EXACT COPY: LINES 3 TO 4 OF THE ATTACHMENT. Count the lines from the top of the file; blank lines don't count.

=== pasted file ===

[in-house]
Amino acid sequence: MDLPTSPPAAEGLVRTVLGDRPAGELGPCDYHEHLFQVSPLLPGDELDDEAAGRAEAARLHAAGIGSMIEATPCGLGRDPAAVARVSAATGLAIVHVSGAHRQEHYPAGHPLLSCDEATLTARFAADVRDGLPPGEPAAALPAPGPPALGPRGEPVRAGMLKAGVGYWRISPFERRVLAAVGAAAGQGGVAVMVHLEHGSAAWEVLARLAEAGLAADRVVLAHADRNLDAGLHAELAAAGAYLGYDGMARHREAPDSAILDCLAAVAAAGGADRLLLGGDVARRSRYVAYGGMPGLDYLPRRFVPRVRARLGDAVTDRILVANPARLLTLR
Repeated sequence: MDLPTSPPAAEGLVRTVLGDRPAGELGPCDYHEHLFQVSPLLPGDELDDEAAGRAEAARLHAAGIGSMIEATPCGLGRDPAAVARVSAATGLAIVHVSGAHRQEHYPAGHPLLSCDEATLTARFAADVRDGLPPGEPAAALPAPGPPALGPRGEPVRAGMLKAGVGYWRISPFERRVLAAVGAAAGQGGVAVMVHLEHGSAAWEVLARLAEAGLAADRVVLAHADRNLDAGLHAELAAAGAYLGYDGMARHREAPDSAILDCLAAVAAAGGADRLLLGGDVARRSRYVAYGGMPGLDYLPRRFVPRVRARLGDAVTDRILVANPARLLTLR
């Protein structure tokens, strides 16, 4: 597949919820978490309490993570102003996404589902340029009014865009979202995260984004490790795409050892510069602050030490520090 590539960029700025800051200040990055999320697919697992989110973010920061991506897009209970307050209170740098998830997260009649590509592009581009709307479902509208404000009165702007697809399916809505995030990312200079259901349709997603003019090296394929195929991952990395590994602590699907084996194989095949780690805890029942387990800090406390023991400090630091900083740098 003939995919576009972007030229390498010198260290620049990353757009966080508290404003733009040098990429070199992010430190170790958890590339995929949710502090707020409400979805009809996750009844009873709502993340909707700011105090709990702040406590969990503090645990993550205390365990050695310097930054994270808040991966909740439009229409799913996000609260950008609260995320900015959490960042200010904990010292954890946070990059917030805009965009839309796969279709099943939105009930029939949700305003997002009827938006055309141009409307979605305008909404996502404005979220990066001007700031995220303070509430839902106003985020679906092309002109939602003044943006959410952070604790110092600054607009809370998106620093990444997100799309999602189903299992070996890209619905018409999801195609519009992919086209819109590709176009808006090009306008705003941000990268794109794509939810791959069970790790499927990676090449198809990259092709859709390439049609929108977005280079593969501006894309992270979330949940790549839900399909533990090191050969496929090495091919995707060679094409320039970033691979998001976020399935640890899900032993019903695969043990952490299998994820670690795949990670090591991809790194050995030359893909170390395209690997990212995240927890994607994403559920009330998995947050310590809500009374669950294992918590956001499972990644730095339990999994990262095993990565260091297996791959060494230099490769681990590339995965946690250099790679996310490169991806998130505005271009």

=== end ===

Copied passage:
Repeated sequence: MDLPTSPPAAEGLVRTVLGDRPAGELGPCDYHEHLFQVSPLLPGDELDDEAAGRAEAARLHAAGIGSMIEATPCGLGRDPAAVARVSAATGLAIVHVSGAHRQEHYPAGHPLLSCDEATLTARFAADVRDGLPPGEPAAALPAPGPPALGPRGEPVRAGMLKAGVGYWRISPFERRVLAAVGAAAGQGGVAVMVHLEHGSAAWEVLARLAEAGLAADRVVLAHADRNLDAGLHAELAAAGAYLGYDGMARHREAPDSAILDCLAAVAAAGGADRLLLGGDVARRSRYVAYGGMPGLDYLPRRFVPRVRARLGDAVTDRILVANPARLLTLR
């Protein structure tokens, strides 16, 4: 597949919820978490309490993570102003996404589902340029009014865009979202995260984004490790795409050892510069602050030490520090 590539960029700025800051200040990055999320697919697992989110973010920061991506897009209970307050209170740098998830997260009649590509592009581009709307479902509208404000009165702007697809399916809505995030990312200079259901349709997603003019090296394929195929991952990395590994602590699907084996194989095949780690805890029942387990800090406390023991400090630091900083740098 003939995919576009972007030229390498010198260290620049990353757009966080508290404003733009040098990429070199992010430190170790958890590339995929949710502090707020409400979805009809996750009844009873709502993340909707700011105090709990702040406590969990503090645990993550205390365990050695310097930054994270808040991966909740439009229409799913996000609260950008609260995320900015959490960042200010904990010292954890946070990059917030805009965009839309796969279709099943939105009930029939949700305003997002009827938006055309141009409307979605305008909404996502404005979220990066001007700031995220303070509430839902106003985020679906092309002109939602003044943006959410952070604790110092600054607009809370998106620093990444997100799309999602189903299992070996890209619905018409999801195609519009992919086209819109590709176009808006090009306008705003941000990268794109794509939810791959069970790790499927990676090449198809990259092709859709390439049609929108977005280079593969501006894309992270979330949940790549839900399909533990090191050969496929090495091919995707060679094409320039970033691979998001976020399935640890899900032993019903695969043990952490299998994820670690795949990670090591991809790194050995030359893909170390395209690997990212995240927890994607994403559920009330998995947050310590809500009374669950294992918590956001499972990644730095339990999994990262095993990565260091297996791959060494230099490769681990590339995965946690250099790679996310490169991806998130505005271009």